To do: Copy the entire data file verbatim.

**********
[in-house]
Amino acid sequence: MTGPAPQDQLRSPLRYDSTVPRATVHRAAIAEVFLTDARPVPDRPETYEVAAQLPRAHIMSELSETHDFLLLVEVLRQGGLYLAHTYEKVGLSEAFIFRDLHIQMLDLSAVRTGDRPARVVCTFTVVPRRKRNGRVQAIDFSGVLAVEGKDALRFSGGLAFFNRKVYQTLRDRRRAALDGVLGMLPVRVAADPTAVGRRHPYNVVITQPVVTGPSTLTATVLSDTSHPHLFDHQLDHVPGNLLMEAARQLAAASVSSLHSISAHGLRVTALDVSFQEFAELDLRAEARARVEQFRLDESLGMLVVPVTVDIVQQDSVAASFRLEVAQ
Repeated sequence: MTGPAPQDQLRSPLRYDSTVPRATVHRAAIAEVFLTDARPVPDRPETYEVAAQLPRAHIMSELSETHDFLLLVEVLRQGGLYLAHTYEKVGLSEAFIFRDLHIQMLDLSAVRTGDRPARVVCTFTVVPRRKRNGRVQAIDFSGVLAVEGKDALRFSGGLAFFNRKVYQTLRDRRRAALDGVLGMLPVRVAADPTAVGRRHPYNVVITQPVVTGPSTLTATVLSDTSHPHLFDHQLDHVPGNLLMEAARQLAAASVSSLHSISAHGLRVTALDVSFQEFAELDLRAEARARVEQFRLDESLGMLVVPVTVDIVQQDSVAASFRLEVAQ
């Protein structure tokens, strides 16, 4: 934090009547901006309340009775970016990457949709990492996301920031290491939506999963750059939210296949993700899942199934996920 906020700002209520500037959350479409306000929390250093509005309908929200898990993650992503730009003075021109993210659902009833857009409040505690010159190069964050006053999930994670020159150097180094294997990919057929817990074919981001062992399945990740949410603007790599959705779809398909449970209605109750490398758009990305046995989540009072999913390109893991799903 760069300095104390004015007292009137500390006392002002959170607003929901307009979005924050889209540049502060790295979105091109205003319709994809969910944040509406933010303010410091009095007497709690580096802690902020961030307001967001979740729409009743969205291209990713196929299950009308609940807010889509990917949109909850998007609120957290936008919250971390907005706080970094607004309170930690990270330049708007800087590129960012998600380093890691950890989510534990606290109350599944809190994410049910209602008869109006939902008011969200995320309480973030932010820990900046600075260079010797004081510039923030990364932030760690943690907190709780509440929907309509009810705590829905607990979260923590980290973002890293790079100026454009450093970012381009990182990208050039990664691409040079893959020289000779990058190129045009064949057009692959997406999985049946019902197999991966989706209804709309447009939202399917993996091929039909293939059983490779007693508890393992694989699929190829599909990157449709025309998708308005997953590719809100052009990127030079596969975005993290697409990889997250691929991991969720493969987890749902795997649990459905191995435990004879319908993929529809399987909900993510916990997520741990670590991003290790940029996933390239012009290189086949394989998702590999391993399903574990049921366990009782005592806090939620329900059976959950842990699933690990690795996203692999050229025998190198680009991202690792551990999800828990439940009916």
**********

[in-house]
Amino acid sequence: MTGPAPQDQLRSPLRYDSTVPRATVHRAAIAEVFLTDARPVPDRPETYEVAAQLPRAHIMSELSETHDFLLLVEVLRQGGLYLAHTYEKVGLSEAFIFRDLHIQMLDLSAVRTGDRPARVVCTFTVVPRRKRNGRVQAIDFSGVLAVEGKDALRFSGGLAFFNRKVYQTLRDRRRAALDGVLGMLPVRVAADPTAVGRRHPYNVVITQPVVTGPSTLTATVLSDTSHPHLFDHQLDHVPGNLLMEAARQLAAASVSSLHSISAHGLRVTALDVSFQEFAELDLRAEARARVEQFRLDESLGMLVVPVTVDIVQQDSVAASFRLEVAQ
Repeated sequence: MTGPAPQDQLRSPLRYDSTVPRATVHRAAIAEVFLTDARPVPDRPETYEVAAQLPRAHIMSELSETHDFLLLVEVLRQGGLYLAHTYEKVGLSEAFIFRDLHIQMLDLSAVRTGDRPARVVCTFTVVPRRKRNGRVQAIDFSGVLAVEGKDALRFSGGLAFFNRKVYQTLRDRRRAALDGVLGMLPVRVAADPTAVGRRHPYNVVITQPVVTGPSTLTATVLSDTSHPHLFDHQLDHVPGNLLMEAARQLAAASVSSLHSISAHGLRVTALDVSFQEFAELDLRAEARARVEQFRLDESLGMLVVPVTVDIVQQDSVAASFRLEVAQ
């Protein structure tokens, strides 16, 4: 934090009547901006309340009775970016990457949709990492996301920031290491939506999963750059939210296949993700899942199934996920 906020700002209520500037959350479409306000929390250093509005309908929200898990993650992503730009003075021109993210659902009833857009409040505690010159190069964050006053999930994670020159150097180094294997990919057929817990074919981001062992399945990740949410603007790599959705779809398909449970209605109750490398758009990305046995989540009072999913390109893991799903 760069300095104390004015007292009137500390006392002002959170607003929901307009979005924050889209540049502060790295979105091109205003319709994809969910944040509406933010303010410091009095007497709690580096802690902020961030307001967001979740729409009743969205291209990713196929299950009308609940807010889509990917949109909850998007609120957290936008919250971390907005706080970094607004309170930690990270330049708007800087590129960012998600380093890691950890989510534990606290109350599944809190994410049910209602008869109006939902008011969200995320309480973030932010820990900046600075260079010797004081510039923030990364932030760690943690907190709780509440929907309509009810705590829905607990979260923590980290973002890293790079100026454009450093970012381009990182990208050039990664691409040079893959020289000779990058190129045009064949057009692959997406999985049946019902197999991966989706209804709309447009939202399917993996091929039909293939059983490779007693508890393992694989699929190829599909990157449709025309998708308005997953590719809100052009990127030079596969975005993290697409990889997250691929991991969720493969987890749902795997649990459905191995435990004879319908993929529809399987909900993510916990997520741990670590991003290790940029996933390239012009290189086949394989998702590999391993399903574990049921366990009782005592806090939620329900059976959950842990699933690990690795996203692999050229025998190198680009991202690792551990999800828990439940009916």